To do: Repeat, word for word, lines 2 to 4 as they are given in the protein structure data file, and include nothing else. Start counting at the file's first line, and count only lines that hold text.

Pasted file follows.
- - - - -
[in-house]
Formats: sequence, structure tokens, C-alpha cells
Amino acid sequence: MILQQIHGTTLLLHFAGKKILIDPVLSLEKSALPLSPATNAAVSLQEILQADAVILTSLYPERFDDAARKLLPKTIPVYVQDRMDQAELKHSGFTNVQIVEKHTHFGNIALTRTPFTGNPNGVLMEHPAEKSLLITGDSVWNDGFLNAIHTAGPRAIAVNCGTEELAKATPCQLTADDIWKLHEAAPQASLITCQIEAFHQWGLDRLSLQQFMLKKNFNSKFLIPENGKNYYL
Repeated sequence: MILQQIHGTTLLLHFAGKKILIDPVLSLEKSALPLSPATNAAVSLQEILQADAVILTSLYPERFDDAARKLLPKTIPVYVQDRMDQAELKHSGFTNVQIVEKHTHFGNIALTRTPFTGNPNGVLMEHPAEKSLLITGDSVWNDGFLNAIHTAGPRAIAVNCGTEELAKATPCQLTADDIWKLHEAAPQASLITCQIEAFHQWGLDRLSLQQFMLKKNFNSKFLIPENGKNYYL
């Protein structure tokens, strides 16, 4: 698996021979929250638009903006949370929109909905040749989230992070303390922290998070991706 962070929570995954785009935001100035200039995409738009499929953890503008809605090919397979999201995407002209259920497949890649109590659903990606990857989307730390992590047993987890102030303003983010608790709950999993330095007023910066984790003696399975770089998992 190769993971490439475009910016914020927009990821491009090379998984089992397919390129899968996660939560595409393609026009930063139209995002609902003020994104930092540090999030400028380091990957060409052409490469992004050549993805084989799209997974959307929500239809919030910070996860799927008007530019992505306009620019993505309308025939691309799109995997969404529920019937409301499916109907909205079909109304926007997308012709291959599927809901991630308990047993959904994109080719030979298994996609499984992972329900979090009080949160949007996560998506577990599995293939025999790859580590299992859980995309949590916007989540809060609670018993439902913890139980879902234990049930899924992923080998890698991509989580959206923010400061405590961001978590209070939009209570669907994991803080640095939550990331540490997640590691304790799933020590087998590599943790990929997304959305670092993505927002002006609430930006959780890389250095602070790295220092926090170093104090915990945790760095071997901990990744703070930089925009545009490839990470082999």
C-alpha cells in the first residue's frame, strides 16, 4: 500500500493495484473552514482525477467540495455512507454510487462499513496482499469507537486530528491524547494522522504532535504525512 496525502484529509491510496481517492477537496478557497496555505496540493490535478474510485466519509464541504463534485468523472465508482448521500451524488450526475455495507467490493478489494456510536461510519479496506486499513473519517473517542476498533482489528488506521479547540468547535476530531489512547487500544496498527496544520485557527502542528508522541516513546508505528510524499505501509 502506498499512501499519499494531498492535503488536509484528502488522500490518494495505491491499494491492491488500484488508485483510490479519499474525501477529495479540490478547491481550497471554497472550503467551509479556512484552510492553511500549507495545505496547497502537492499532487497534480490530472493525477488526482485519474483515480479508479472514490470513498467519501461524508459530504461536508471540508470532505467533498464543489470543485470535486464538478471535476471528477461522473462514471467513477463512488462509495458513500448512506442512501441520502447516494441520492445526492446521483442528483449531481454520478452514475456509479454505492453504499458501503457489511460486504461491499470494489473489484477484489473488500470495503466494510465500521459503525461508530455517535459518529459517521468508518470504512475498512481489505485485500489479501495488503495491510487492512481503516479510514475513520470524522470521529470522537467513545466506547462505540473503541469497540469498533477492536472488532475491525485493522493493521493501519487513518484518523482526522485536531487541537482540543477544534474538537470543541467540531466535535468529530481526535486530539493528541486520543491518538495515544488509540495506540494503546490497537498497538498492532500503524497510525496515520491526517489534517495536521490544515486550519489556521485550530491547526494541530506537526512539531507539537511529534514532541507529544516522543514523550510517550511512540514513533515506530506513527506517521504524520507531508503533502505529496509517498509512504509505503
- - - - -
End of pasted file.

Formats: sequence, structure tokens, C-alpha cells
Amino acid sequence: MILQQIHGTTLLLHFAGKKILIDPVLSLEKSALPLSPATNAAVSLQEILQADAVILTSLYPERFDDAARKLLPKTIPVYVQDRMDQAELKHSGFTNVQIVEKHTHFGNIALTRTPFTGNPNGVLMEHPAEKSLLITGDSVWNDGFLNAIHTAGPRAIAVNCGTEELAKATPCQLTADDIWKLHEAAPQASLITCQIEAFHQWGLDRLSLQQFMLKKNFNSKFLIPENGKNYYL
Repeated sequence: MILQQIHGTTLLLHFAGKKILIDPVLSLEKSALPLSPATNAAVSLQEILQADAVILTSLYPERFDDAARKLLPKTIPVYVQDRMDQAELKHSGFTNVQIVEKHTHFGNIALTRTPFTGNPNGVLMEHPAEKSLLITGDSVWNDGFLNAIHTAGPRAIAVNCGTEELAKATPCQLTADDIWKLHEAAPQASLITCQIEAFHQWGLDRLSLQQFMLKKNFNSKFLIPENGKNYYL